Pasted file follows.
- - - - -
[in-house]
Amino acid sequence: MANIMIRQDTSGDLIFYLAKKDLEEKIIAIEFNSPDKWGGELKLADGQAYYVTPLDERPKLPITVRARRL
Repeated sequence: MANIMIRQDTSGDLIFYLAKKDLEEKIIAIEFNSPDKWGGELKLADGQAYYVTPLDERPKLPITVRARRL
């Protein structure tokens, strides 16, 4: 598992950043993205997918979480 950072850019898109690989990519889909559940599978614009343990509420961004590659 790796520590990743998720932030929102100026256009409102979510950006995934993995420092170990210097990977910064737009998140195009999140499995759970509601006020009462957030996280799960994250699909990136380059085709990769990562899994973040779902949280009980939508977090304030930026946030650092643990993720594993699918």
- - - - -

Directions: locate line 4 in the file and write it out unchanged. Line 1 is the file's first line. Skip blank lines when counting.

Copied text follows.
């Protein structure tokens, strides 16, 4: 598992950043993205997918979480 950072850019898109690989990519889909559940599978614009343990509420961004590659 790796520590990743998720932030929102100026256009409102979510950006995934993995420092170990210097990977910064737009998140195009999140499995759970509601006020009462957030996280799960994250699909990136380059085709990769990562899994973040779902949280009980939508977090304030930026946030650092643990993720594993699918």